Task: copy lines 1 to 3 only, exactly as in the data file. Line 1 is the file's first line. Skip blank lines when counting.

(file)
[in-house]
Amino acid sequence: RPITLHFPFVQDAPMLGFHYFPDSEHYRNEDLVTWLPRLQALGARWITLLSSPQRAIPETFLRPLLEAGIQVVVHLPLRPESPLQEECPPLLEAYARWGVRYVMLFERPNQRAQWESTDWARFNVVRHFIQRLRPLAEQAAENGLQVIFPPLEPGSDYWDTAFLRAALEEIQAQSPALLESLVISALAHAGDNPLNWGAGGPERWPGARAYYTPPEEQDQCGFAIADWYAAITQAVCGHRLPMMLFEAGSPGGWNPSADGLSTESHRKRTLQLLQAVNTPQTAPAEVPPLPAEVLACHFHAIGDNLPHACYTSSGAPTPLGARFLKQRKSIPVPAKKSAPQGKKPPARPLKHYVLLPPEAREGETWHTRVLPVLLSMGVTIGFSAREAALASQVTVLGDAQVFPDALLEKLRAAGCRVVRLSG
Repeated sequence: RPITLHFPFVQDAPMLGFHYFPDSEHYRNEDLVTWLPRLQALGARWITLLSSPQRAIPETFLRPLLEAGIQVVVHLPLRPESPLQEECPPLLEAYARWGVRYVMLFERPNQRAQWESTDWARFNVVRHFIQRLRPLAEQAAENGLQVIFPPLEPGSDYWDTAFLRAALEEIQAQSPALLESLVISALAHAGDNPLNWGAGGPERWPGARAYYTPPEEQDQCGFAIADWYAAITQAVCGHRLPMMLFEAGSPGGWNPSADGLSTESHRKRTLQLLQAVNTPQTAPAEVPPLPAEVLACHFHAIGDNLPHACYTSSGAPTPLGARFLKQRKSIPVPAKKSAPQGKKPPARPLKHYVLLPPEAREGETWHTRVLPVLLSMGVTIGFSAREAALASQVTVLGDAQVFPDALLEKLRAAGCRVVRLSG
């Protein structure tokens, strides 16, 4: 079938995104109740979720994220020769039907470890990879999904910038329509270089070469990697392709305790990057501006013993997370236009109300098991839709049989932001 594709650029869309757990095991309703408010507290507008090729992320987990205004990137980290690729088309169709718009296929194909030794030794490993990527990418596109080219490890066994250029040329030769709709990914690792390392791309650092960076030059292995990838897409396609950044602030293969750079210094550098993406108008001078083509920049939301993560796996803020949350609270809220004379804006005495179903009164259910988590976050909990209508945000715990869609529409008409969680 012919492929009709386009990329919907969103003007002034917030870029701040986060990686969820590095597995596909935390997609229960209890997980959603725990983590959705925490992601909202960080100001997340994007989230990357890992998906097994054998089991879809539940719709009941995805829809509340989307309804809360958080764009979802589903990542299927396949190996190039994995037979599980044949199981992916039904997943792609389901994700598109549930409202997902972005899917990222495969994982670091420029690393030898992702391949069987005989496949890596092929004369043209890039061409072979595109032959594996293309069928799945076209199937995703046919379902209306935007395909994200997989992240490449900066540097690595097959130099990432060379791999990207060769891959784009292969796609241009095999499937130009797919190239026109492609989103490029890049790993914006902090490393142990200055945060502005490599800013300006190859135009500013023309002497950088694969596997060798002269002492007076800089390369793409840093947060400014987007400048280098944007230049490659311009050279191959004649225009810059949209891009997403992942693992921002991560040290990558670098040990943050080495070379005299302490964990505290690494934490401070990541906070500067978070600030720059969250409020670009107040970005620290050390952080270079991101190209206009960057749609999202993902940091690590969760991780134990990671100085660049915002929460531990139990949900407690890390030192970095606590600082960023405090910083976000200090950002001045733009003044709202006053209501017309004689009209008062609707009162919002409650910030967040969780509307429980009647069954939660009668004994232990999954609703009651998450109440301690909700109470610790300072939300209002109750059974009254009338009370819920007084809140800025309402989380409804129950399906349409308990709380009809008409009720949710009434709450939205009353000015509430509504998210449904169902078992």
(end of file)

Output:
[in-house]
Amino acid sequence: RPITLHFPFVQDAPMLGFHYFPDSEHYRNEDLVTWLPRLQALGARWITLLSSPQRAIPETFLRPLLEAGIQVVVHLPLRPESPLQEECPPLLEAYARWGVRYVMLFERPNQRAQWESTDWARFNVVRHFIQRLRPLAEQAAENGLQVIFPPLEPGSDYWDTAFLRAALEEIQAQSPALLESLVISALAHAGDNPLNWGAGGPERWPGARAYYTPPEEQDQCGFAIADWYAAITQAVCGHRLPMMLFEAGSPGGWNPSADGLSTESHRKRTLQLLQAVNTPQTAPAEVPPLPAEVLACHFHAIGDNLPHACYTSSGAPTPLGARFLKQRKSIPVPAKKSAPQGKKPPARPLKHYVLLPPEAREGETWHTRVLPVLLSMGVTIGFSAREAALASQVTVLGDAQVFPDALLEKLRAAGCRVVRLSG
Repeated sequence: RPITLHFPFVQDAPMLGFHYFPDSEHYRNEDLVTWLPRLQALGARWITLLSSPQRAIPETFLRPLLEAGIQVVVHLPLRPESPLQEECPPLLEAYARWGVRYVMLFERPNQRAQWESTDWARFNVVRHFIQRLRPLAEQAAENGLQVIFPPLEPGSDYWDTAFLRAALEEIQAQSPALLESLVISALAHAGDNPLNWGAGGPERWPGARAYYTPPEEQDQCGFAIADWYAAITQAVCGHRLPMMLFEAGSPGGWNPSADGLSTESHRKRTLQLLQAVNTPQTAPAEVPPLPAEVLACHFHAIGDNLPHACYTSSGAPTPLGARFLKQRKSIPVPAKKSAPQGKKPPARPLKHYVLLPPEAREGETWHTRVLPVLLSMGVTIGFSAREAALASQVTVLGDAQVFPDALLEKLRAAGCRVVRLSG